Some months ago, I promised myself that I would not watch videos of black people being killed by America’s police and other law enforcement agents. These images are like a contemporary version of the lynching photographs of the late 19th and early 20th centuries. As their forebears did before them, these videos create a feeling of “racial battle fatigue” and PTSD for those black people who view them.
As a black person who writes about life and politics along the color line, I feel this stress and pain acutely. I, like others who work this beat, worry about the impact that racial battle fatigue has on our health. Vocation is a calling; we all have burdens to bear; this is mine and theirs.
However, my personal ethics and professional obligations demand that I watch these videos — I do not have the luxury of looking away.
Last year, a black man pleaded for his life, the words “I can’t breathe” tumbling out of his mouth. Each exhalation was more labored than the last. With each breath the man’s life leaked out of him.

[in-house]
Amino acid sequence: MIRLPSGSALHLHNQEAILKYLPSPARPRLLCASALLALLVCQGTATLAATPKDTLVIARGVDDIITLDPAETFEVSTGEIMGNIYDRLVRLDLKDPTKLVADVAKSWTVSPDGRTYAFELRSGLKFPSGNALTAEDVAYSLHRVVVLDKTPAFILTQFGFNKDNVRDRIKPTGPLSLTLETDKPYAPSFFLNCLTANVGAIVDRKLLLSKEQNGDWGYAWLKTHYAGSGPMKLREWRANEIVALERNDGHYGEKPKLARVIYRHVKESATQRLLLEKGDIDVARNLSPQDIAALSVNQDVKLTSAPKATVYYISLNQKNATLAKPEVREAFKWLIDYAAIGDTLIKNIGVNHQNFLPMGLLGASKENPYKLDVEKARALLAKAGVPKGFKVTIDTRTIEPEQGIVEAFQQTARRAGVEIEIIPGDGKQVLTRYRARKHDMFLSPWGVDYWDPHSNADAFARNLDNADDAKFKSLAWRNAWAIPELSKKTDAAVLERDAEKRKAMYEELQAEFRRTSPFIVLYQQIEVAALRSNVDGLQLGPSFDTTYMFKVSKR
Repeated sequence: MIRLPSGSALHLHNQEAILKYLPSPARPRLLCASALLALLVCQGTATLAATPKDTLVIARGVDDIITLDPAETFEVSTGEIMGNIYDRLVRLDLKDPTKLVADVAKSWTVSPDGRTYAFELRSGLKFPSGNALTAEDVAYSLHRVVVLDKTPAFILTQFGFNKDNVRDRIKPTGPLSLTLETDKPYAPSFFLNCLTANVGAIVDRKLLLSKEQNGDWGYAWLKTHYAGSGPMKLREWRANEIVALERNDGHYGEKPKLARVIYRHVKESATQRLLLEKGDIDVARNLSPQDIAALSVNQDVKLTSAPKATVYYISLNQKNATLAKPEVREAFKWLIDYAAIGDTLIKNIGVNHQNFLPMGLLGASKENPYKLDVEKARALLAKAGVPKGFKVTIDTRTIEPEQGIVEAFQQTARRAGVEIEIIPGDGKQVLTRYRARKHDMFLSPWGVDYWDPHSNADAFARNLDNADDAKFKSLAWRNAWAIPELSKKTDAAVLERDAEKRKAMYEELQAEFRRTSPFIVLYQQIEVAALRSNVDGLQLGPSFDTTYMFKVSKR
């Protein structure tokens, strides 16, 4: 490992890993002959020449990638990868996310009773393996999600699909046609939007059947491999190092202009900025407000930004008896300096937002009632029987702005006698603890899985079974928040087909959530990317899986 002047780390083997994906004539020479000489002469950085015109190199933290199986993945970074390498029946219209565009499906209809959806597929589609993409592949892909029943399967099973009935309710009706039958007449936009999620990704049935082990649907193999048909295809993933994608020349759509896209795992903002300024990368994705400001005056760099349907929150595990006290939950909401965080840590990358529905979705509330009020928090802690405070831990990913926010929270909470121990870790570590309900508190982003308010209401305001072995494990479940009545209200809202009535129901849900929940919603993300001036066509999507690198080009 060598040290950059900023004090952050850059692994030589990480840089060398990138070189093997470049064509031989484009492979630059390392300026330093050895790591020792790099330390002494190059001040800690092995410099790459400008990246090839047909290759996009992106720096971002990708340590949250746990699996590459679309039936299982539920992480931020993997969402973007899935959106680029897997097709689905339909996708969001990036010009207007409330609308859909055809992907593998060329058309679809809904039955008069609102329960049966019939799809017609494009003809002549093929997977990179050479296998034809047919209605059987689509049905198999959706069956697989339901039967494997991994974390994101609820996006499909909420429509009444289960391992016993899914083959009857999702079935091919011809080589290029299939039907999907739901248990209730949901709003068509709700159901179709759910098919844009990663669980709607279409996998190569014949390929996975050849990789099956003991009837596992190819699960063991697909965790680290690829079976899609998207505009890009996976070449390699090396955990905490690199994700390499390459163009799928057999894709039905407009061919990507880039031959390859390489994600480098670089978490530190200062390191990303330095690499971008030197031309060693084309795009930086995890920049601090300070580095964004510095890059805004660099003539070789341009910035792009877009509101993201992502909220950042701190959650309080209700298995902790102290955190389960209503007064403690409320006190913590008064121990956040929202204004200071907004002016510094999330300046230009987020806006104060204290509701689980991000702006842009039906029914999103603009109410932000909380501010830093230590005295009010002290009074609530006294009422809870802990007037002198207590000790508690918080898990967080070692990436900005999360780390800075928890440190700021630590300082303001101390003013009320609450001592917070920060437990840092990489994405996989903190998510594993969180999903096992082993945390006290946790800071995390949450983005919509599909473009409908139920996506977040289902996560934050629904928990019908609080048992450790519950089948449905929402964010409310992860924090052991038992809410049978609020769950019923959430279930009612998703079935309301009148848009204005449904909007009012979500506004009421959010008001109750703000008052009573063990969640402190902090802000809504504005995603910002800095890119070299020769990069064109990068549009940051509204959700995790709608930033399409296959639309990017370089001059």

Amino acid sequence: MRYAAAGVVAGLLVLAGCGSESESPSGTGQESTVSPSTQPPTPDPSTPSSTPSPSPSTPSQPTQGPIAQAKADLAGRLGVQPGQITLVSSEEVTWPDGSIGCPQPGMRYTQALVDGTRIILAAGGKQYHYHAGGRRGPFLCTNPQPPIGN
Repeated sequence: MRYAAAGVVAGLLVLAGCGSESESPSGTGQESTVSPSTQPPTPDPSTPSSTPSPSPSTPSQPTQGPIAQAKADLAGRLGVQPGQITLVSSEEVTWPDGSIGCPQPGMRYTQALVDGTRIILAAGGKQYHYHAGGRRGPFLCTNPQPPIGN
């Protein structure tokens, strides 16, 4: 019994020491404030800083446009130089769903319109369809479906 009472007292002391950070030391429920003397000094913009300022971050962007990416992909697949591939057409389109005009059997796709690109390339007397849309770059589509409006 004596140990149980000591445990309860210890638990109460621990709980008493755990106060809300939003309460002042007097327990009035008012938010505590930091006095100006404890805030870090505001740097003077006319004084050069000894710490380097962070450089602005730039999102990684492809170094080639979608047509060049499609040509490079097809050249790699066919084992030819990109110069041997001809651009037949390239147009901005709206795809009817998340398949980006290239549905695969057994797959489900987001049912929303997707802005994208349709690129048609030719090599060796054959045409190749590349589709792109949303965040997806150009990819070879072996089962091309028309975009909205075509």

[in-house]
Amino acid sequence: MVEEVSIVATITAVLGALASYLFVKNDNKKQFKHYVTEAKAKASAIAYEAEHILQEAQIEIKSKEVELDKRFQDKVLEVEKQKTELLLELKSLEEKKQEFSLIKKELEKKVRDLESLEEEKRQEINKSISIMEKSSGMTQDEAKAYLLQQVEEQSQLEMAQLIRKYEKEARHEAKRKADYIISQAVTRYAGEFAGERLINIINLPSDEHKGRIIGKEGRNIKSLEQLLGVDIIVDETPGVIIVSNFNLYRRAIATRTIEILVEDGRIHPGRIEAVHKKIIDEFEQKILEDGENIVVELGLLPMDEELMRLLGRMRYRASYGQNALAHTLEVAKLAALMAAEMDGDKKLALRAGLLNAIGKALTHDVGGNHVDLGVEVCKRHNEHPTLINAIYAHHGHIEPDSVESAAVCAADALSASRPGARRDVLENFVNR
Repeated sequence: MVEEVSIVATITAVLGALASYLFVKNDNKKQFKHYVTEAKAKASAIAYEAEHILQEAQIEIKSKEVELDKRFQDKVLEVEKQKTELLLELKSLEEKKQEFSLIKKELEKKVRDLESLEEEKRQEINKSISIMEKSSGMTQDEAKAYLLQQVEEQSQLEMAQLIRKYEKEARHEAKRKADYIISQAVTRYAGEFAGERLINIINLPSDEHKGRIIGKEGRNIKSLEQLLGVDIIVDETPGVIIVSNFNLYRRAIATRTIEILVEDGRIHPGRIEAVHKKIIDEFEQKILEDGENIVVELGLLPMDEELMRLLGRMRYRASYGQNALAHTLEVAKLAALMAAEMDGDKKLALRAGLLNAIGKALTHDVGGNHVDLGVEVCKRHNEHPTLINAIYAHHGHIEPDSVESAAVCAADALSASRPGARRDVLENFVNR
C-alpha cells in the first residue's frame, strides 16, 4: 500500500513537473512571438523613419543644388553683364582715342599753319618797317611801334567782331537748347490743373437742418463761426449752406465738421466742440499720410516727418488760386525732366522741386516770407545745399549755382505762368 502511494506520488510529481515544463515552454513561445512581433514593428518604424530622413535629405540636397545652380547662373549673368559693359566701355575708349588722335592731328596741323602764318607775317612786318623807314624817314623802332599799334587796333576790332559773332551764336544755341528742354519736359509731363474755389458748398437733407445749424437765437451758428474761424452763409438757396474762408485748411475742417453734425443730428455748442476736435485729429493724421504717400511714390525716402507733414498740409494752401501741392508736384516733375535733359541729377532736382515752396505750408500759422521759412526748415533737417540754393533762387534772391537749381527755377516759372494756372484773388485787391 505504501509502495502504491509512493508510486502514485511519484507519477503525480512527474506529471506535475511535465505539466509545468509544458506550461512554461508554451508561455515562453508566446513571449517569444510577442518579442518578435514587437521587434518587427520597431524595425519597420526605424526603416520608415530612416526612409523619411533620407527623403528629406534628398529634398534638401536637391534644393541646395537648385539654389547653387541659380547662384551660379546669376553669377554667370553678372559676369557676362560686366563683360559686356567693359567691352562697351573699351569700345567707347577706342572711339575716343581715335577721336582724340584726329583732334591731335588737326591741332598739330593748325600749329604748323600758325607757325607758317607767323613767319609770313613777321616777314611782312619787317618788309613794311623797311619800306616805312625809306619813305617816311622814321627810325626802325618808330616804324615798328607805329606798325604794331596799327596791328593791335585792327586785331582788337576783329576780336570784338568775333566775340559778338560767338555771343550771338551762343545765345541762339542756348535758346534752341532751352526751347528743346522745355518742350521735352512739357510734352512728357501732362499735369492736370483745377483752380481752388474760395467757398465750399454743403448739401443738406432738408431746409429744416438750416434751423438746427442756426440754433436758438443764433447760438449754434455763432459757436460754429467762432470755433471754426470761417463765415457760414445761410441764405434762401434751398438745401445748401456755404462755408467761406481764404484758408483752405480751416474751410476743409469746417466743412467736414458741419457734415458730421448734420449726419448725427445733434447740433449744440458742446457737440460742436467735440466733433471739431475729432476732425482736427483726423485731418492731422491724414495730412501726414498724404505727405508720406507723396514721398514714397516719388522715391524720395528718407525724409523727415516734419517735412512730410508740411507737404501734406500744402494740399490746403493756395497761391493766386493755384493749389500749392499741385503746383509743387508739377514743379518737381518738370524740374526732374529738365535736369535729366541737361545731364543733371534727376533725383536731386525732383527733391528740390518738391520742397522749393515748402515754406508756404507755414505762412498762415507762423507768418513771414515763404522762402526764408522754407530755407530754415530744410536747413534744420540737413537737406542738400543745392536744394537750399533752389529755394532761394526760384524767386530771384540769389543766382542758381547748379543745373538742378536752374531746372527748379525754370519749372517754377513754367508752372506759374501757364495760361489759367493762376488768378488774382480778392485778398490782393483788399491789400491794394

He would say, “I can’t breathe” nineteen times. This is a cursed number in African-American public memory — it is the same number of times that New York City Police officers shot an innocent and unarmed black man named Amadou Diallo, killing him, in 1999.
This black man’s name is not Eric Garner — the father, husband, friend, son who was choked to death by the New York City police on a Staten Island street corner in 2014 for the “crime” of selling loose cigarettes. His plea of “I can’t breathe” was heard around the world and helped spark the Black Lives Matter Movement.
The black man who echoed Garner, saying "I can't breath" over and over, 19 times by is Michael Sabbie, a 35-year-old stay-at-home father of four who was put in jail on the border of Texas and Arkansas during July of 2015.